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Semin Liver Dis. 2010 Aug;30(3):245-57. doi: 10.1055/s-0030-1255354. Epub 2010 Jul 21.

Macrophages: master regulators of inflammation and fibrosis.

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1
Immunopathogenesis Section, Laboratory of Parasitic Diseases, National Institute of Allergy and Infectious Diseases, National Institutes of Health, Bethesda, MD 20892, USA.

Abstract

Macrophages are found in close proximity with collagen-producing myofibroblasts and indisputably play a key role in fibrosis. They produce profibrotic mediators that directly activate fibroblasts, including transforming growth factor-beta1 and platelet-derived growth factor, and control extracellular matrix turnover by regulating the balance of various matrix metalloproteinases and tissue inhibitors of matrix metalloproteinases. Macrophages also regulate fibrogenesis by secreting chemokines that recruit fibroblasts and other inflammatory cells. With their potential to act in both a pro- and antifibrotic capacity, as well as their ability to regulate the activation of resident and recruited myofibroblasts, macrophages and the factors they express are integrated into all stages of the fibrotic process. These various, and sometimes opposing, functions may be performed by distinct macrophage subpopulations, the identification of which is a growing focus of fibrosis research. Although collagen-secreting myofibroblasts once were thought of as the master "producers" of fibrosis, this review will illustrate how macrophages function as the master "regulators" of fibrosis.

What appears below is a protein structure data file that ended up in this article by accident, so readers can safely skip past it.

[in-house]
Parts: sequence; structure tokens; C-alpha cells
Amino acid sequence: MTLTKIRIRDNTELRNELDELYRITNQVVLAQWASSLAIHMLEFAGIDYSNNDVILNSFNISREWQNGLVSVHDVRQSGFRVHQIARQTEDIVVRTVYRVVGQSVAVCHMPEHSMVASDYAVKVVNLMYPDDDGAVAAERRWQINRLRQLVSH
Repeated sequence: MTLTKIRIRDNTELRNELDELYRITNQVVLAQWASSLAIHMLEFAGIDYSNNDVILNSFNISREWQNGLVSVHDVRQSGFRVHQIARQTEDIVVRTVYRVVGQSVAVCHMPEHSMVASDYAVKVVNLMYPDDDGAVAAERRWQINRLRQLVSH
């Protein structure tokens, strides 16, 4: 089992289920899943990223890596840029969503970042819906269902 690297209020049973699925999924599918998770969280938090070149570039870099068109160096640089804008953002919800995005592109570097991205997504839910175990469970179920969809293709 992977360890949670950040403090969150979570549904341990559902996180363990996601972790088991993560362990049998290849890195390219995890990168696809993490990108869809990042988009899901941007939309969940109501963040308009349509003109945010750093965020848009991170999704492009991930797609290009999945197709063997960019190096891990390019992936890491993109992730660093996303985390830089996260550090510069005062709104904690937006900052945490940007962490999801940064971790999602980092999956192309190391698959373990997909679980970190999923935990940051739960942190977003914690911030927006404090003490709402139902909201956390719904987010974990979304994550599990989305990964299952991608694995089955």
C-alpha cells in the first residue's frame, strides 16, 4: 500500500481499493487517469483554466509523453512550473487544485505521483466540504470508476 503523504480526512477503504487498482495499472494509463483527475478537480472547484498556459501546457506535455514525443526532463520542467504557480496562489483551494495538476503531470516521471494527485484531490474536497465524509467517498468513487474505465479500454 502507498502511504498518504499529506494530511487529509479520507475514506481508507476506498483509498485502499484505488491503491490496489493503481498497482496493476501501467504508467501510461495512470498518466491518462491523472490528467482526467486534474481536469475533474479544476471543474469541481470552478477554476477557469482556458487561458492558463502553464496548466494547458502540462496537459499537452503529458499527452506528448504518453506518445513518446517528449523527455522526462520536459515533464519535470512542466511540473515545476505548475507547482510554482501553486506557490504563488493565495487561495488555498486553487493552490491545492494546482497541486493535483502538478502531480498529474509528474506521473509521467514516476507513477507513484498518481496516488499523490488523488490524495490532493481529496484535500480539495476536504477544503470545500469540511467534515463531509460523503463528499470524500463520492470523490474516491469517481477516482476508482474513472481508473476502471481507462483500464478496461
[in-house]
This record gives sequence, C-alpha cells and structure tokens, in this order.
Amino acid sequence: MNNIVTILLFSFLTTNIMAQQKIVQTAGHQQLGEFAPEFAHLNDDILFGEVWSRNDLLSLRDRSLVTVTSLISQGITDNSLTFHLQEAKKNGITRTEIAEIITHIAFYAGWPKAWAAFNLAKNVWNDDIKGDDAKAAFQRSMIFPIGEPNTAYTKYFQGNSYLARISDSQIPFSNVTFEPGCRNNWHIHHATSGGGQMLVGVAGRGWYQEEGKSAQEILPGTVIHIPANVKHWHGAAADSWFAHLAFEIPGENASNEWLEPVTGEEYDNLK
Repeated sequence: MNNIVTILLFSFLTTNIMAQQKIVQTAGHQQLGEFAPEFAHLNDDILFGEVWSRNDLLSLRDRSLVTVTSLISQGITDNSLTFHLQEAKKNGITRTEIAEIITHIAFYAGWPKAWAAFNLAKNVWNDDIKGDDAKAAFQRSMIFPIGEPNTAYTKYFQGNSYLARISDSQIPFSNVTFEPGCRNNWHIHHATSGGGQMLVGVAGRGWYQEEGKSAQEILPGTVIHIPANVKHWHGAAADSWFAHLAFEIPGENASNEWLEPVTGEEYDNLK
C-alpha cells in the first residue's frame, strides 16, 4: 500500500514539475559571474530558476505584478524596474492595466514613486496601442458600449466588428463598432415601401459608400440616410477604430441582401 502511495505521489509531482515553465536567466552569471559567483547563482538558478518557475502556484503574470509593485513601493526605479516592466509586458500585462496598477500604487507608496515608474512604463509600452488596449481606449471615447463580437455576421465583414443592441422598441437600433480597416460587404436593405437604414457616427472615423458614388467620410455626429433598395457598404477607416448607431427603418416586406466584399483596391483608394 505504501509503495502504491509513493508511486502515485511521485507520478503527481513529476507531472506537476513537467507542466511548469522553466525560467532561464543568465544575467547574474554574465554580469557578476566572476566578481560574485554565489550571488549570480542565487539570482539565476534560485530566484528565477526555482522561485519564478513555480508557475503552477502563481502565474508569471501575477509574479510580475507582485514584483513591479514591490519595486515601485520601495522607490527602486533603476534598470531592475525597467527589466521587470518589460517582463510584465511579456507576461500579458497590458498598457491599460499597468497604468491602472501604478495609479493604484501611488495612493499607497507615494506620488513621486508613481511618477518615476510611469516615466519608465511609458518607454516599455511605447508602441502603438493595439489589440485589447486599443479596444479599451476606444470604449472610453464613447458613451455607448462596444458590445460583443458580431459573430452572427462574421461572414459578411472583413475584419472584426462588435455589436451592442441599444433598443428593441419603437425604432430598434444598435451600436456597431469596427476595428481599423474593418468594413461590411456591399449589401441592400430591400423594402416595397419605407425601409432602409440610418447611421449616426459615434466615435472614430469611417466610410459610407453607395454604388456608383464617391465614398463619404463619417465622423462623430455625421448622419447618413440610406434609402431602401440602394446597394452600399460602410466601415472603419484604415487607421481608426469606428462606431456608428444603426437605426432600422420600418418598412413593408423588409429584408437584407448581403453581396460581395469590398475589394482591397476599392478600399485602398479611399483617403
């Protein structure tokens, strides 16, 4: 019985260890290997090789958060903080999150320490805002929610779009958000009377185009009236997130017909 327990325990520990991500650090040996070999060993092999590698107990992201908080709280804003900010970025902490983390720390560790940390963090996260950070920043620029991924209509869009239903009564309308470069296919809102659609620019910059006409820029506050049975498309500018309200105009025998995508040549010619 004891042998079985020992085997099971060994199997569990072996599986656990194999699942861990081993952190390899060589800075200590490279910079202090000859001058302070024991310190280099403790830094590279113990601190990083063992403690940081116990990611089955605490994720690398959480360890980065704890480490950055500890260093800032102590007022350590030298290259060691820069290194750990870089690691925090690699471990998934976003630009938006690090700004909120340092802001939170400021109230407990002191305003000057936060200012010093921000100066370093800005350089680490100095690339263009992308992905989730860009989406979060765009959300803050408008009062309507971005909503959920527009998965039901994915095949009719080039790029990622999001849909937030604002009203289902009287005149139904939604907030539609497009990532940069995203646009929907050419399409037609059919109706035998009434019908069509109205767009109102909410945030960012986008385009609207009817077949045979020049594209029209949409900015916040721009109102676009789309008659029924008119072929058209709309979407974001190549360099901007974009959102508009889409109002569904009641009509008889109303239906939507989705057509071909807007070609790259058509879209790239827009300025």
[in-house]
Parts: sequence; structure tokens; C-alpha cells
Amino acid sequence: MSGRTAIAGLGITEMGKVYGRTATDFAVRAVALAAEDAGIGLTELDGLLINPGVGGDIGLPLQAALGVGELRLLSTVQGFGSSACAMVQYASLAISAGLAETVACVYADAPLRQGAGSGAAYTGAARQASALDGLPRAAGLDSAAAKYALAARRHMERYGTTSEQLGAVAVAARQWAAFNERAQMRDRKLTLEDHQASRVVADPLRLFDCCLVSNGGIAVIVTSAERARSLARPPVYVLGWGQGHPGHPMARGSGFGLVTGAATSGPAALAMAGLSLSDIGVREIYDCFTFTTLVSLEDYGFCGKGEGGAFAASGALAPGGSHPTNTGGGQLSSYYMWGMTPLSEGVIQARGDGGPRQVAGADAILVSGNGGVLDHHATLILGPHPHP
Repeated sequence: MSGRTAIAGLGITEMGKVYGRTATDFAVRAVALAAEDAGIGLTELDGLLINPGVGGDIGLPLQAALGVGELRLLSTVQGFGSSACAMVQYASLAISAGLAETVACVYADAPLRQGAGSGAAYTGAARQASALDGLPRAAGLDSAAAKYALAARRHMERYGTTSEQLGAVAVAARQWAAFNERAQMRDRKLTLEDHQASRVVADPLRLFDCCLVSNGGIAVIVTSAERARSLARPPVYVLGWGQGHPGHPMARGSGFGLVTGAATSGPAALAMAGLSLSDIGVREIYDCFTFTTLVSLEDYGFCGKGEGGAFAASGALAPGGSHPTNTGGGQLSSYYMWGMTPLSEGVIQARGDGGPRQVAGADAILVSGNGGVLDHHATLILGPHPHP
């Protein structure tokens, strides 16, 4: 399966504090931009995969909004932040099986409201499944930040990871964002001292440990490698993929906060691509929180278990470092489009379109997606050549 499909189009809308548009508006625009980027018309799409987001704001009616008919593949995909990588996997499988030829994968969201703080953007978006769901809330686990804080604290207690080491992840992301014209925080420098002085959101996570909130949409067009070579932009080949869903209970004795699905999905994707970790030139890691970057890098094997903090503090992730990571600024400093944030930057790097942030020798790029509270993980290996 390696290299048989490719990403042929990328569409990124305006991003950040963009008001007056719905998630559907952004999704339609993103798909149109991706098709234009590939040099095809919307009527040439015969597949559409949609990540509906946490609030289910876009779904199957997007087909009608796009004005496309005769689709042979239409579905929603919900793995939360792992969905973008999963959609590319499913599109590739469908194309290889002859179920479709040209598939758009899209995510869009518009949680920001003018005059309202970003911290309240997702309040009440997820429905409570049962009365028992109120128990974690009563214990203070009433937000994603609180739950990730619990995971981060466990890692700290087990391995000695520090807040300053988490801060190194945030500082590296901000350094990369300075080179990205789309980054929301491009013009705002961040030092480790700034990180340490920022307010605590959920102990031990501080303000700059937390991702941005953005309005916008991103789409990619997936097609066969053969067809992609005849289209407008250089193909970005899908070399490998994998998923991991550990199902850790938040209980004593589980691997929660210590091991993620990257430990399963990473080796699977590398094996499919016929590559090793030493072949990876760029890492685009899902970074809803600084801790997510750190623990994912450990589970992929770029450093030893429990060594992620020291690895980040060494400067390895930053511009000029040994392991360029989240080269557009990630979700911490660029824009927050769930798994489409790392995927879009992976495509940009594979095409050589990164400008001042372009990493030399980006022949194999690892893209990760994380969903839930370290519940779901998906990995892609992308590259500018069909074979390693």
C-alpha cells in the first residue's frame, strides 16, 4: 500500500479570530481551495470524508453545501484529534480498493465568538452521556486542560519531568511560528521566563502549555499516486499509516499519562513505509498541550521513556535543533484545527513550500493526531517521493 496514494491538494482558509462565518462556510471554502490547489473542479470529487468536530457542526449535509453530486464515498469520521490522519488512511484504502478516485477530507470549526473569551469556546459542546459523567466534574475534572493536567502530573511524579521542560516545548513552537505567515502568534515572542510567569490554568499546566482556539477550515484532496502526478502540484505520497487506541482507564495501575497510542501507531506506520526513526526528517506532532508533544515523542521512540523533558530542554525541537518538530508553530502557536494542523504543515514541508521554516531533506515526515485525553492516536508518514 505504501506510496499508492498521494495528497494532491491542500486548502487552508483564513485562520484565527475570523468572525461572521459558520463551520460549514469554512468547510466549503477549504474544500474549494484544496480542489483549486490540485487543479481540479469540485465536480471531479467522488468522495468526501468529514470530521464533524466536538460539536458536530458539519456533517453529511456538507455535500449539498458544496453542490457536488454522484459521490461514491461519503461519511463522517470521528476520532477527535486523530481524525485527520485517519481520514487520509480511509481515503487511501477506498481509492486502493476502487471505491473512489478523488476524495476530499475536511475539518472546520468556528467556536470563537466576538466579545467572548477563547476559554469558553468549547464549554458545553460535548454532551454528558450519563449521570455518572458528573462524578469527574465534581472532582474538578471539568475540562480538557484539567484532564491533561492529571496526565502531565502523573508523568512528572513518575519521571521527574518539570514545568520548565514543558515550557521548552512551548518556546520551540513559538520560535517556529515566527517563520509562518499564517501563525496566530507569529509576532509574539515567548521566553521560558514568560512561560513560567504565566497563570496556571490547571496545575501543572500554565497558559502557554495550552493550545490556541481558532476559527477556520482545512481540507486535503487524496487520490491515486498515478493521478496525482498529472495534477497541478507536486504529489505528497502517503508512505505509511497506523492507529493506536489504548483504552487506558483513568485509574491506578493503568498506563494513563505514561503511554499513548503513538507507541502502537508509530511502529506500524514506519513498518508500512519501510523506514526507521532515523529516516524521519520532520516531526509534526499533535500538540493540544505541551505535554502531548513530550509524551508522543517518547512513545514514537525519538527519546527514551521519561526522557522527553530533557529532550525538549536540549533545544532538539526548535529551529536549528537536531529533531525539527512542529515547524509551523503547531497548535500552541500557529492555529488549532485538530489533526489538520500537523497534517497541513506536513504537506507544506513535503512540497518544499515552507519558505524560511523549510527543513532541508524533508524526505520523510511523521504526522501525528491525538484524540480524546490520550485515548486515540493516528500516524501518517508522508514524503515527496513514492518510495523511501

PMID:
20665377
PMCID:
PMC2924662
DOI:
10.1055/s-0030-1255354
[Indexed for MEDLINE]
Free PMC Article
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